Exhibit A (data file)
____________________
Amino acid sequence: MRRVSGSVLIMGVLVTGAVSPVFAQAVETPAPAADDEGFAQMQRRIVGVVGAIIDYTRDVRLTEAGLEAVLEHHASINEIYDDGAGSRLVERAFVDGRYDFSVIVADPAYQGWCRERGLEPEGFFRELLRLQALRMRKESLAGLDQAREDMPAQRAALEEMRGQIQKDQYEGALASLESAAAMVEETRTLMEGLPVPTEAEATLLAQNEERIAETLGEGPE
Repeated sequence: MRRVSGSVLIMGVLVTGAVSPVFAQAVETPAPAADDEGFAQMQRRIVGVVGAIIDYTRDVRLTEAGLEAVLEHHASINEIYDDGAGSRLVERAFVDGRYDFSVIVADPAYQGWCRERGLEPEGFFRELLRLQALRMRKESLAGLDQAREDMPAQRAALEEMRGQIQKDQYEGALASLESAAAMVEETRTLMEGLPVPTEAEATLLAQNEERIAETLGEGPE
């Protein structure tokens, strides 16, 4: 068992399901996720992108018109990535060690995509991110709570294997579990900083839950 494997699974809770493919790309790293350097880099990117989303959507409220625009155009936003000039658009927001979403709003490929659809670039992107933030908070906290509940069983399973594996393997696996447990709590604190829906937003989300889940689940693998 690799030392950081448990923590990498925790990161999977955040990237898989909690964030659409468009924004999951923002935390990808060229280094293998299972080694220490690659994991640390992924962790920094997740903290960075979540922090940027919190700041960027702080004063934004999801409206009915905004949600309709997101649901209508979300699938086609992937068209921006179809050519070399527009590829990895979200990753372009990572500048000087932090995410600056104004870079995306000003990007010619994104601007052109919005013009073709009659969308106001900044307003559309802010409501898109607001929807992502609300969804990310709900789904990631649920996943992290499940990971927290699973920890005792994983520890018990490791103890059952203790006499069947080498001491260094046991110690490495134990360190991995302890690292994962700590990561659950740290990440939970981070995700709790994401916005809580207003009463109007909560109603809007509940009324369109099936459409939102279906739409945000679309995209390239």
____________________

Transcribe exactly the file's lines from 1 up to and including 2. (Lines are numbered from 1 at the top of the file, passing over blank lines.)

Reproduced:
Amino acid sequence: MRRVSGSVLIMGVLVTGAVSPVFAQAVETPAPAADDEGFAQMQRRIVGVVGAIIDYTRDVRLTEAGLEAVLEHHASINEIYDDGAGSRLVERAFVDGRYDFSVIVADPAYQGWCRERGLEPEGFFRELLRLQALRMRKESLAGLDQAREDMPAQRAALEEMRGQIQKDQYEGALASLESAAAMVEETRTLMEGLPVPTEAEATLLAQNEERIAETLGEGPE
Repeated sequence: MRRVSGSVLIMGVLVTGAVSPVFAQAVETPAPAADDEGFAQMQRRIVGVVGAIIDYTRDVRLTEAGLEAVLEHHASINEIYDDGAGSRLVERAFVDGRYDFSVIVADPAYQGWCRERGLEPEGFFRELLRLQALRMRKESLAGLDQAREDMPAQRAALEEMRGQIQKDQYEGALASLESAAAMVEETRTLMEGLPVPTEAEATLLAQNEERIAETLGEGPE